Indonesia has regained much of the confidence it lost during the 1997-98 Asian financial crisis and it is beginning to flex its diplomatic muscle more at both international and bilateral fronts.
Last week, the Jakarta Post – citing an unnamed government source – claimed that Indonesia will not support a Western-sponsored initiative for the United Nations' Security Council to impose fresh sanctions on Iran over its nuclear plans. Indonesia itself has also ongoing plans for civilian nuclear development.
Such a move comes in the light of Indonesia’s mere two-month old membership in the Security Council, but it does not run against the original intention of the country to play a multifaceted balancing role, alongside other objectives such as developing a moderate Muslim democracy, and active involvement in the non-aligned movement.
Besides the UN Security Council, Indonesia is also making the headlines with several bilateral moves. Just two weeks ago, Jakarta hosted officials from Myanmar for talks not just aimed at enhancing bilateral ties, but also to push the nation towards democratisation. And last week, Indonesia said it had invited Hamas and Western representatives to talks in Jakarta this month in a bid to persuade the militant group to moderate its position and help end a crippling economic blockade of the Palestinian government.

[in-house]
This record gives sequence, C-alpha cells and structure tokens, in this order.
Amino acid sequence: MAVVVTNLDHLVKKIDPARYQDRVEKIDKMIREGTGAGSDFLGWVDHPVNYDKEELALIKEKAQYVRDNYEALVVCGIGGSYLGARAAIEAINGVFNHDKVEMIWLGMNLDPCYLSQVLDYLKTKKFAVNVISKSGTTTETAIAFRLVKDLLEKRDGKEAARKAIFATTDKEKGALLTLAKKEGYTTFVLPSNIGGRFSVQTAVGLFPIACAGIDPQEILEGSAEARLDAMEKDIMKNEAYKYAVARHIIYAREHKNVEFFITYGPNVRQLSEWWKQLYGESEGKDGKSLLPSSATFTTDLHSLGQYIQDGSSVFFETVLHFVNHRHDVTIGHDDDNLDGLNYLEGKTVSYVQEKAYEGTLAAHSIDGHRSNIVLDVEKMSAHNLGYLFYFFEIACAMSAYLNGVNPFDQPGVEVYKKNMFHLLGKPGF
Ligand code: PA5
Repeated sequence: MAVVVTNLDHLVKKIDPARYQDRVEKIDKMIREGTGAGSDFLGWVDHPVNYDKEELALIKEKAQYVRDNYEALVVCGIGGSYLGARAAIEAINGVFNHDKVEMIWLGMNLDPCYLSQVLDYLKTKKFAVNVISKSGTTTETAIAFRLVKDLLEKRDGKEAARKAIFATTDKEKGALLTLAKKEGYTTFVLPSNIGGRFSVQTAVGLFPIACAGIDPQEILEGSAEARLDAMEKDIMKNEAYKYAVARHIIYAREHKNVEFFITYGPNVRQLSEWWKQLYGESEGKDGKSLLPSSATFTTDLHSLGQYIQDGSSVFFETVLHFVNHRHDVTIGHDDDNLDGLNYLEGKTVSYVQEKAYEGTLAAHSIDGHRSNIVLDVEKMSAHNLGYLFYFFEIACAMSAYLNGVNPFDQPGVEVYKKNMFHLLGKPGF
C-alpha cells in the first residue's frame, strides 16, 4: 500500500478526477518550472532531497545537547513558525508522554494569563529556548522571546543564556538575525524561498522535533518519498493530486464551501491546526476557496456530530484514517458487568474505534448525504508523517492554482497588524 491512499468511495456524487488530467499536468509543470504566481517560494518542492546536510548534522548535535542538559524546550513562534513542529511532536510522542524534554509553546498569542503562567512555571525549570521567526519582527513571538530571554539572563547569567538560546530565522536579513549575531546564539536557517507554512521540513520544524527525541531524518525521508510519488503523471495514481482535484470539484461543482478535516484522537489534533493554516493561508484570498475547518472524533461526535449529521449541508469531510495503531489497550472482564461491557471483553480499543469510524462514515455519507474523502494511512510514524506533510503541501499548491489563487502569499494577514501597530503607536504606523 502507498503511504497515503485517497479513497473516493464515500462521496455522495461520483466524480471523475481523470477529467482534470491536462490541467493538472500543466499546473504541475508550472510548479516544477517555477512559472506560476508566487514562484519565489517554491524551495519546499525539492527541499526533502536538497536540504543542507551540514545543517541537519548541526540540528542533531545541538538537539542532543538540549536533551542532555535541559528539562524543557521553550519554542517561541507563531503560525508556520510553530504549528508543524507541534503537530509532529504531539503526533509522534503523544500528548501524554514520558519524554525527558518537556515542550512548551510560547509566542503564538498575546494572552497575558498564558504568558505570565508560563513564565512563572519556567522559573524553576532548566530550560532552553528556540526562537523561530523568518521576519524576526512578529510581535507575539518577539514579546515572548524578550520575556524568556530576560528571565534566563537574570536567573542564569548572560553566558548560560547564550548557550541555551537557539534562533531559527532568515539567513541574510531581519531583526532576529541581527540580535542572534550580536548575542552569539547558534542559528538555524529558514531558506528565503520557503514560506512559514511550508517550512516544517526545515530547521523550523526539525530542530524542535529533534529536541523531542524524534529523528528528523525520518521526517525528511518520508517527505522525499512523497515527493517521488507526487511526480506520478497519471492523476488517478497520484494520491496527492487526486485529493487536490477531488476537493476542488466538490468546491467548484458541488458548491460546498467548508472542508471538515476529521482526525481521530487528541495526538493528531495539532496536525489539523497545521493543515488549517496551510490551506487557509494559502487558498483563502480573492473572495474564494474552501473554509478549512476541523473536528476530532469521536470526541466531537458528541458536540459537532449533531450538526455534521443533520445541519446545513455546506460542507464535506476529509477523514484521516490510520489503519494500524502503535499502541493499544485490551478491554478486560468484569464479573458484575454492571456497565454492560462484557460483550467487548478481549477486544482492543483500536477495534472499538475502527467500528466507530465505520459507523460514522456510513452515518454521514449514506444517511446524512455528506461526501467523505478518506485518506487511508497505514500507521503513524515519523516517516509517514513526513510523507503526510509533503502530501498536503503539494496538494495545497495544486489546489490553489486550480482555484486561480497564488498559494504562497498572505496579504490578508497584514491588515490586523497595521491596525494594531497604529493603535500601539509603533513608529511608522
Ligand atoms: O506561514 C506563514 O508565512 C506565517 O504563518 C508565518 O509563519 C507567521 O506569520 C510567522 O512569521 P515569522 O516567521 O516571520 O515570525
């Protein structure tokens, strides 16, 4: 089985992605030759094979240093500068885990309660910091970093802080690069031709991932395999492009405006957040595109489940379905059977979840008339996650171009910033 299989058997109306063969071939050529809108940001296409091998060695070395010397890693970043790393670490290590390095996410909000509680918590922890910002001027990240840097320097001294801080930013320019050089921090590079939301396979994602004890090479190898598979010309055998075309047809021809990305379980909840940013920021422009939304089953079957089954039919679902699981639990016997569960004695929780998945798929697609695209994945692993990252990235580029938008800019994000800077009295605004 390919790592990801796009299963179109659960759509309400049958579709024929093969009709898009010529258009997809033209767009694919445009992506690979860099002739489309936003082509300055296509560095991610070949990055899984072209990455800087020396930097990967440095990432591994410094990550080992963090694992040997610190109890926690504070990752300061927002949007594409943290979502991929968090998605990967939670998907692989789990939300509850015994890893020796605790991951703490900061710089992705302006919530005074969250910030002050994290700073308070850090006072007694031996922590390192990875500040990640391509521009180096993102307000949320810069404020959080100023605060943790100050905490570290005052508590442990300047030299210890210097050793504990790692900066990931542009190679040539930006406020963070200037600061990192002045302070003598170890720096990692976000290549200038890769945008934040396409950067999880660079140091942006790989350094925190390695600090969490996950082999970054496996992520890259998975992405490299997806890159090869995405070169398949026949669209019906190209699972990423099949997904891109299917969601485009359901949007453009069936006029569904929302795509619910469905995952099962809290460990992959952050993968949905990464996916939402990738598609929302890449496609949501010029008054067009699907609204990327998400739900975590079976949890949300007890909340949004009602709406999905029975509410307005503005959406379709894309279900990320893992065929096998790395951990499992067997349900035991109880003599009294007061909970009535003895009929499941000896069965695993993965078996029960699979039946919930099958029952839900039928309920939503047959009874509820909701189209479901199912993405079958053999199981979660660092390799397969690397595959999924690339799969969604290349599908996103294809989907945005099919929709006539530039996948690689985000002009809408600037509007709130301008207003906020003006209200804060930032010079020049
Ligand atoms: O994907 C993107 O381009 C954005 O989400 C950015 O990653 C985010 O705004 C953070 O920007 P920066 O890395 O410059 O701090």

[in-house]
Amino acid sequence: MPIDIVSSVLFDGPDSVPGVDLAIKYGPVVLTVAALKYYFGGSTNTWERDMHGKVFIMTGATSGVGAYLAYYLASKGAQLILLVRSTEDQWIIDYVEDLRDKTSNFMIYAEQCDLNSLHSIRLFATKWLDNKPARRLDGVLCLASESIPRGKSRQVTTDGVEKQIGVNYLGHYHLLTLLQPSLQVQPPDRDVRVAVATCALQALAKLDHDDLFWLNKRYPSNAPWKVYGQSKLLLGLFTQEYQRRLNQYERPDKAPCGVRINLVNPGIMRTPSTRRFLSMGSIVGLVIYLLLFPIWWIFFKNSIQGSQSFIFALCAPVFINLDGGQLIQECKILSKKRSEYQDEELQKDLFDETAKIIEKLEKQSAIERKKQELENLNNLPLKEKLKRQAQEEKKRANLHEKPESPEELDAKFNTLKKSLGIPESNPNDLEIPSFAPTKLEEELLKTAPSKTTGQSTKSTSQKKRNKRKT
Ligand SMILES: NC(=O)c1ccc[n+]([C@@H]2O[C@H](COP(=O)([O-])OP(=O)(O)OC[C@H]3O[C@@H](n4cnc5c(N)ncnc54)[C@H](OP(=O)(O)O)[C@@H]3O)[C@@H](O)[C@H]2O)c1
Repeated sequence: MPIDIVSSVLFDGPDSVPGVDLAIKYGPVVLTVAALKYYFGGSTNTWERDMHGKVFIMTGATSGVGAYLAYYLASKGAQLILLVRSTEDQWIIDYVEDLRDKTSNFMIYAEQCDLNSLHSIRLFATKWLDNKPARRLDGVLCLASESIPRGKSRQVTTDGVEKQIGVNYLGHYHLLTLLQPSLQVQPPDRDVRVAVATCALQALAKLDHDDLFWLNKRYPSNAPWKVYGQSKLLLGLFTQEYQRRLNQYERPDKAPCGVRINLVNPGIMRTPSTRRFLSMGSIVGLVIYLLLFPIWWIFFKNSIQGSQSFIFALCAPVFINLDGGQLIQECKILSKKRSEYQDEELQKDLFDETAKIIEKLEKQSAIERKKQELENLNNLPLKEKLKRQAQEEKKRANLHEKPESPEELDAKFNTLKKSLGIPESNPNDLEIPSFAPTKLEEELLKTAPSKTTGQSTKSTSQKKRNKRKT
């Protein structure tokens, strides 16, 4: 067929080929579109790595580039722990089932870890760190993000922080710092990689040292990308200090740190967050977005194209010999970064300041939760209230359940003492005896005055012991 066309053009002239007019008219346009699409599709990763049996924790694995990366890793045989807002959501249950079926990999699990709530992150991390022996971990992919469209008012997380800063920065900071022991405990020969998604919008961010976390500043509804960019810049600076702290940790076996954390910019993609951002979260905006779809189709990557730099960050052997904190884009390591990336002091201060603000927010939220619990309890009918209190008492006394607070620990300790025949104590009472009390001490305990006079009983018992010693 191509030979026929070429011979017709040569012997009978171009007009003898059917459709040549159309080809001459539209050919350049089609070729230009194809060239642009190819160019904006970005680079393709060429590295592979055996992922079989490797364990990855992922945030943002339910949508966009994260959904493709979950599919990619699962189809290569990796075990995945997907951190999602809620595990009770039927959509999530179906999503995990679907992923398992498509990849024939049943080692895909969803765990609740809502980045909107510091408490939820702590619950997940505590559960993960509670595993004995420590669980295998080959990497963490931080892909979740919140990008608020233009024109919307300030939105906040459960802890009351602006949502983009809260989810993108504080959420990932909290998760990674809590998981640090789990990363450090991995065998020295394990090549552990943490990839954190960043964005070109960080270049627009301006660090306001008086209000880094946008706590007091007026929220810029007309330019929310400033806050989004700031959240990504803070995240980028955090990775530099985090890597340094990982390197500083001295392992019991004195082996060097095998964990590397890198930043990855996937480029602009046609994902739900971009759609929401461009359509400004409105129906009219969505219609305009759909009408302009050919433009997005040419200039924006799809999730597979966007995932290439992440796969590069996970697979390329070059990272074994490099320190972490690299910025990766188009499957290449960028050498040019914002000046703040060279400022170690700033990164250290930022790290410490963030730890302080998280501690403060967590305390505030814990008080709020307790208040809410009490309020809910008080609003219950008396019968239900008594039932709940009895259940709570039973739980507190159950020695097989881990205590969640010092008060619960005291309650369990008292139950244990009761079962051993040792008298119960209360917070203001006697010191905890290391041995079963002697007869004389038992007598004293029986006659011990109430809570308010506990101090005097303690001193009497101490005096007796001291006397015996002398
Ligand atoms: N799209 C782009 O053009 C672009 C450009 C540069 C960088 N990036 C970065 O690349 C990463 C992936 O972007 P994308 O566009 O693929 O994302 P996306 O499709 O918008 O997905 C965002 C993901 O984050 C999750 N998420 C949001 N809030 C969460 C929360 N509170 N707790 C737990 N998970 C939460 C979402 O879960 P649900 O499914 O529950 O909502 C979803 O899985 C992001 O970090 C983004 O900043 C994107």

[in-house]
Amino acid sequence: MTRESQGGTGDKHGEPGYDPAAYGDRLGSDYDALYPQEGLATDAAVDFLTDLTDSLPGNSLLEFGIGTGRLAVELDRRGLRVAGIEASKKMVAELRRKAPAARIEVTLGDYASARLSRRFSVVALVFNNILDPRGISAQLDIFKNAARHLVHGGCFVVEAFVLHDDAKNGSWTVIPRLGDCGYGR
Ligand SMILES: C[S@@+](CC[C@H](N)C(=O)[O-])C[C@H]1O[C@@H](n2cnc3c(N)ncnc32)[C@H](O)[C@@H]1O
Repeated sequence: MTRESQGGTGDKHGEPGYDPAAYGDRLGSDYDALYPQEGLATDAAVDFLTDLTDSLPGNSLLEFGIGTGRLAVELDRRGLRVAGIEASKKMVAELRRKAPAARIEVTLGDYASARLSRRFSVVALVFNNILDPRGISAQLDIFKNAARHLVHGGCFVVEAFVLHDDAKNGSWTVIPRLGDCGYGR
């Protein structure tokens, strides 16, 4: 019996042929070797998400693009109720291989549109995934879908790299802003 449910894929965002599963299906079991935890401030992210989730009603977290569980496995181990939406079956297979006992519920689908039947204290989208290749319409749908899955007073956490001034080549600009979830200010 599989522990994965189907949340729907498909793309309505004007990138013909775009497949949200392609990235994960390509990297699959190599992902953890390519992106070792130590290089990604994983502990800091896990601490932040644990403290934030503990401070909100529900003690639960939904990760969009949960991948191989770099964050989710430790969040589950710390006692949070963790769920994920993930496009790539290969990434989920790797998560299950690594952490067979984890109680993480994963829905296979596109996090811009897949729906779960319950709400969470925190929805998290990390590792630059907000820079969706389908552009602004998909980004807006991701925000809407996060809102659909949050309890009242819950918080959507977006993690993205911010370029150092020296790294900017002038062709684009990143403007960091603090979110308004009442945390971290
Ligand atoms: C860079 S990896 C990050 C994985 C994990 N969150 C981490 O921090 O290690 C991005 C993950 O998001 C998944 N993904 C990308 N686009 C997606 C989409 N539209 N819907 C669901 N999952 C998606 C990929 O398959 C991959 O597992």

Elsewhere in the area of non-traditional security threats such as the bird flu pandemic, Indonesia stopped providing the World Health Organisation (WHO) with its flu samples, accusing WHO of using it commercially. The “standoff” with the World Health Organization (WHO) was only resolved recently after the guarantee made by WHO that the specimens will not be used commercially.
Nationalism is also back on the boil judging from recent Indonesian moves towards its two closest neighbours, Singapore and Malaysia.
The strongest political wave comes from Indonesia’s engagements with Singapore over the sand ban and its reverberations on territorial sovereignty. According to Fisheries and Maritime Affairs Minister Freddy Numberi, the current stance is that the sand exports to Singapore will not resume until the latter settles its pending border disputes (especially in areas to the west and east of Singapore in light of current economic zone expansions) with Indonesia. Furthermore, the sand export ban, if lifted, will be subject to price re-negotiation and environmental assessments. "Politically we banned the export of sand because we wanted it to have a larger economic value and we also wanted to settle our border disputes with Singapore," Numberi said.